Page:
One of the major sources of the violent images and videos coming out of Syria has been SNN. No, that’s not a typo. SNN stands for the Shaam News Network, a Damascus-based media aggregator of citizen journalism content. The network started attracting more attention after its coverage of last week’s horrific massacre in Houla. In fact, the photo of rows of bodies lying in a morgue, perhaps the most recognizable image to come from Houla, came from SNN.
Syrian citizens upload their media to YouTube without providing any descriptive information. The same people then text the details to SNN, which distributes the videos to a wider audience. The two-step process provides an added security blanket for everyone dealing with the controversial videos. (To its credit, YouTube has also contributed to the cause by showing a series of videos from Houla.)
SNN is an incredible tale of what citizen journalism can accomplish. Of course, there is always the risk that fake content will make it to the network. Anyone can upload anonymously, so verification can be challenging. This poses the traditional dilemma of who should be considered a journalist. But overall, SNN illustrates a larger positive trend in news. Where journalists are obstructed, citizens will prevail to tell the story.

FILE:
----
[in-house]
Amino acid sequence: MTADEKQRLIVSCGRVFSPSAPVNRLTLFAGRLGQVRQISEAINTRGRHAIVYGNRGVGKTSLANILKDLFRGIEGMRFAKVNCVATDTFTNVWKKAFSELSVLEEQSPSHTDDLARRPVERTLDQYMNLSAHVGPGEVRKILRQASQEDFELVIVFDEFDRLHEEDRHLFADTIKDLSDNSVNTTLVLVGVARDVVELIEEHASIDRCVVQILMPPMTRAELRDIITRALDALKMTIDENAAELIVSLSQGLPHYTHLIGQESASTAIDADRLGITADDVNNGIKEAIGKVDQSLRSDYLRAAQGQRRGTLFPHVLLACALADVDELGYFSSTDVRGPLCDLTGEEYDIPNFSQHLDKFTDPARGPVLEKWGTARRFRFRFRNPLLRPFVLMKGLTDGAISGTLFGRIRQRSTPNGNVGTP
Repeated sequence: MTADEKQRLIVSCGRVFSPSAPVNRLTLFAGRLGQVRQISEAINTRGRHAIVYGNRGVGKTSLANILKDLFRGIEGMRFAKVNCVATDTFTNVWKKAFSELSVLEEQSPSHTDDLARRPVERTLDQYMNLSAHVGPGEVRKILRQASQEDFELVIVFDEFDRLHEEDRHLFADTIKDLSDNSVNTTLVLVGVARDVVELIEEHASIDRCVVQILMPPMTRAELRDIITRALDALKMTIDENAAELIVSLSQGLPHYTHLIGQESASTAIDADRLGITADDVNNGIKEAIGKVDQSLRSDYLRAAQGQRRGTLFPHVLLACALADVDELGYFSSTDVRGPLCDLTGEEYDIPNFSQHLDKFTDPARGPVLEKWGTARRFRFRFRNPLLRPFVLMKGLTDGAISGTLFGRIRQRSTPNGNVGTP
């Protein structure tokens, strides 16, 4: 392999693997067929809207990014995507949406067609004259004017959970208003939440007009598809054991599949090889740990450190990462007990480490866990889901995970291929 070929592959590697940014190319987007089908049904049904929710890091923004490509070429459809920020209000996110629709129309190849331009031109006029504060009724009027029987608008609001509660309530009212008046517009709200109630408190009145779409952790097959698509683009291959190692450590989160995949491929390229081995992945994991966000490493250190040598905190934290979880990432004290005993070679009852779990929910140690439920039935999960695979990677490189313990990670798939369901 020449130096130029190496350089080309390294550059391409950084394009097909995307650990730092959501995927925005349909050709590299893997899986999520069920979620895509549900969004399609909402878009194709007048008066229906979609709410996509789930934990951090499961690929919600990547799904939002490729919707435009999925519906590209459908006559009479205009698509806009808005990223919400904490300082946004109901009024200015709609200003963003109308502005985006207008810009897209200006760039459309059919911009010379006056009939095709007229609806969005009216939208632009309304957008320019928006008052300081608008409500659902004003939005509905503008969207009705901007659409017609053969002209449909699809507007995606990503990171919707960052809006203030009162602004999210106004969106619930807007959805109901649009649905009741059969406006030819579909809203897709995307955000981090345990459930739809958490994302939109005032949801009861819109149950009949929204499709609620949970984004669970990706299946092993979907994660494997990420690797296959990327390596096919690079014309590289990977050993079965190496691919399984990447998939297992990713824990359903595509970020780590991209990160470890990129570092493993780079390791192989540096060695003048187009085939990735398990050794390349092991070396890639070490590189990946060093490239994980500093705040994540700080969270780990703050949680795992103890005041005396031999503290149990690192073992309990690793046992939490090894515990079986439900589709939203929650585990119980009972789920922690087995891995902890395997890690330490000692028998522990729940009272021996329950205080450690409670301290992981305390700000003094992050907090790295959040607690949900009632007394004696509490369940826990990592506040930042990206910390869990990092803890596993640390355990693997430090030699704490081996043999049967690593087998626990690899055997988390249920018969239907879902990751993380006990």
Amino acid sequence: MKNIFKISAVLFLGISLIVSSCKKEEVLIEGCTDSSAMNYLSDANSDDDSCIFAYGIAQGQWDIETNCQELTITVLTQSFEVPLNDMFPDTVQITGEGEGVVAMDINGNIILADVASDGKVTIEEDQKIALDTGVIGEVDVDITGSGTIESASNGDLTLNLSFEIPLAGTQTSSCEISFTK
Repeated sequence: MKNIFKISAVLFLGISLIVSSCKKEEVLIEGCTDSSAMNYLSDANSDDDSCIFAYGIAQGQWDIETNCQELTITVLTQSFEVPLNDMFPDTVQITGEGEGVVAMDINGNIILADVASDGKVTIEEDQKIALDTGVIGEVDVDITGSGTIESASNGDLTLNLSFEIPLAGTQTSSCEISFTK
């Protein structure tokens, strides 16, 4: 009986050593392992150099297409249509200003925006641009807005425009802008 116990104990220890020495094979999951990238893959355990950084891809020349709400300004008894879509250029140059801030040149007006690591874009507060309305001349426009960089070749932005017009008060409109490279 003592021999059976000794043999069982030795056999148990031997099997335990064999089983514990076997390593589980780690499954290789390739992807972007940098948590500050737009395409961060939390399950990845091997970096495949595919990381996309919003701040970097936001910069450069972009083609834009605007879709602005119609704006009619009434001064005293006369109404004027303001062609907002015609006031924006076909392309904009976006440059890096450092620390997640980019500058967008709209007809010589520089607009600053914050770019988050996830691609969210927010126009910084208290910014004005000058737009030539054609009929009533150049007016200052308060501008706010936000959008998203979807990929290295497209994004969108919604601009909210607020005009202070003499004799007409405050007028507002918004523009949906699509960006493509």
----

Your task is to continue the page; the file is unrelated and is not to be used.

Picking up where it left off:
The SNN case reminds me of Mexico – a country where journalists have become targets in the Drug War. (For more, please see: “Mexico: The Dangerous Climate for Free Speech.”) Mexican journalists fear for their lives, but regular citizens have turned to social media to spread information about violence. (For more, please see: “Mexico: Journalists & the Drug War.”) Now we are seeing a similar phenomenon in Syria. The early success of SNN at raising awareness has been inspiring. Here’s hoping that companies like YouTube, Facebook, and Twitter will continue to support activists and citizen journalists in areas of strife.
(For more on the conflict in Syria, please see: “RT vs. Al Jazeera: The Propaganda War Over the Syrian Revolt.”)
(SNN’s logo is from its Facebook page and is in the public domain.)